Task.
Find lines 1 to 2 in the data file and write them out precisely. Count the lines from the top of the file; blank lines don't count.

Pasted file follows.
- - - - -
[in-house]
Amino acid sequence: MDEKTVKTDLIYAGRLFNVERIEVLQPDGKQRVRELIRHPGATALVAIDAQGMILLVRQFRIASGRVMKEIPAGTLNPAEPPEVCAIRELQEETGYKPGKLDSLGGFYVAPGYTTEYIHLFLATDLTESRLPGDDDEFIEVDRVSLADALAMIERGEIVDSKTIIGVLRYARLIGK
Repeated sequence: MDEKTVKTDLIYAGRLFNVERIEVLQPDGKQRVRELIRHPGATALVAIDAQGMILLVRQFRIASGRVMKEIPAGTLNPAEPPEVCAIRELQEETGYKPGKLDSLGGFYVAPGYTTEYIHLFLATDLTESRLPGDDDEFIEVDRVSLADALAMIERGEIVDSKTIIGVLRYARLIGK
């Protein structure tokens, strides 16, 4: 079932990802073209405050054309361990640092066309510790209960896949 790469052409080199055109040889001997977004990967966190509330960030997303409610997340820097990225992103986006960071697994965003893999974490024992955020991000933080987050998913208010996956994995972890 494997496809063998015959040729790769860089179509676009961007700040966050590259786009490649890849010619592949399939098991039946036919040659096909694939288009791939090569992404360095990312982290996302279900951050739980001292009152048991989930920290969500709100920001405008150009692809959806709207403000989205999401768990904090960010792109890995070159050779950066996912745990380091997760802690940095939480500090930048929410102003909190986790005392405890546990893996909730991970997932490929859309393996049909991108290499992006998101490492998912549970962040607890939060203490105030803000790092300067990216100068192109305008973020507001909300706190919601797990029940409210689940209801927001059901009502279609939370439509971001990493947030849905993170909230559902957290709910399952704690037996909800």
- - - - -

[in-house]
Amino acid sequence: MDEKTVKTDLIYAGRLFNVERIEVLQPDGKQRVRELIRHPGATALVAIDAQGMILLVRQFRIASGRVMKEIPAGTLNPAEPPEVCAIRELQEETGYKPGKLDSLGGFYVAPGYTTEYIHLFLATDLTESRLPGDDDEFIEVDRVSLADALAMIERGEIVDSKTIIGVLRYARLIGK